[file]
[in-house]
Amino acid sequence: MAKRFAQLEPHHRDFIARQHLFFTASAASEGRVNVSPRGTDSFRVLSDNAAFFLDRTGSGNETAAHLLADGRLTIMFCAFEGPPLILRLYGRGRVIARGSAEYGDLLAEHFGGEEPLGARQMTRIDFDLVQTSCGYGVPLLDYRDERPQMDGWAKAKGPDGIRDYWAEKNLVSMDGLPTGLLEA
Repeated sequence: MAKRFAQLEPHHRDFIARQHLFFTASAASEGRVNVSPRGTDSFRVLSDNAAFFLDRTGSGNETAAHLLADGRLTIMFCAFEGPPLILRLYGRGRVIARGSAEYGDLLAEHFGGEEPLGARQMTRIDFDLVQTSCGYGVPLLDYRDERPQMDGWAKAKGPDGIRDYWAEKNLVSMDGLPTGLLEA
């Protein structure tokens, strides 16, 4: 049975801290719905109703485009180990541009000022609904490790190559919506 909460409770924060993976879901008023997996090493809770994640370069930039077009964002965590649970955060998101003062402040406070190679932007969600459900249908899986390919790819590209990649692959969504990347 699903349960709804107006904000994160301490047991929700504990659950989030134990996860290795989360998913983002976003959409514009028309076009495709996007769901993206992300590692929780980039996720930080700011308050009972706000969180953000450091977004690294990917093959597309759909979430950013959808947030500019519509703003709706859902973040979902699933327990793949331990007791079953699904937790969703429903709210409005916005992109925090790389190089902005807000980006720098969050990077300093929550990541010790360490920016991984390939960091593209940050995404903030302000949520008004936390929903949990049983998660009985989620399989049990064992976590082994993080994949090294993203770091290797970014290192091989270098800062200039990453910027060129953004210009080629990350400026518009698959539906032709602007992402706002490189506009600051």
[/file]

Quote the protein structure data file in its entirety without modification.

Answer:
[in-house]
Amino acid sequence: MAKRFAQLEPHHRDFIARQHLFFTASAASEGRVNVSPRGTDSFRVLSDNAAFFLDRTGSGNETAAHLLADGRLTIMFCAFEGPPLILRLYGRGRVIARGSAEYGDLLAEHFGGEEPLGARQMTRIDFDLVQTSCGYGVPLLDYRDERPQMDGWAKAKGPDGIRDYWAEKNLVSMDGLPTGLLEA
Repeated sequence: MAKRFAQLEPHHRDFIARQHLFFTASAASEGRVNVSPRGTDSFRVLSDNAAFFLDRTGSGNETAAHLLADGRLTIMFCAFEGPPLILRLYGRGRVIARGSAEYGDLLAEHFGGEEPLGARQMTRIDFDLVQTSCGYGVPLLDYRDERPQMDGWAKAKGPDGIRDYWAEKNLVSMDGLPTGLLEA
């Protein structure tokens, strides 16, 4: 049975801290719905109703485009180990541009000022609904490790190559919506 909460409770924060993976879901008023997996090493809770994640370069930039077009964002965590649970955060998101003062402040406070190679932007969600459900249908899986390919790819590209990649692959969504990347 699903349960709804107006904000994160301490047991929700504990659950989030134990996860290795989360998913983002976003959409514009028309076009495709996007769901993206992300590692929780980039996720930080700011308050009972706000969180953000450091977004690294990917093959597309759909979430950013959808947030500019519509703003709706859902973040979902699933327990793949331990007791079953699904937790969703429903709210409005916005992109925090790389190089902005807000980006720098969050990077300093929550990541010790360490920016991984390939960091593209940050995404903030302000949520008004936390929903949990049983998660009985989620399989049990064992976590082994993080994949090294993203770091290797970014290192091989270098800062200039990453910027060129953004210009080629990350400026518009698959539906032709602007992402706002490189506009600051």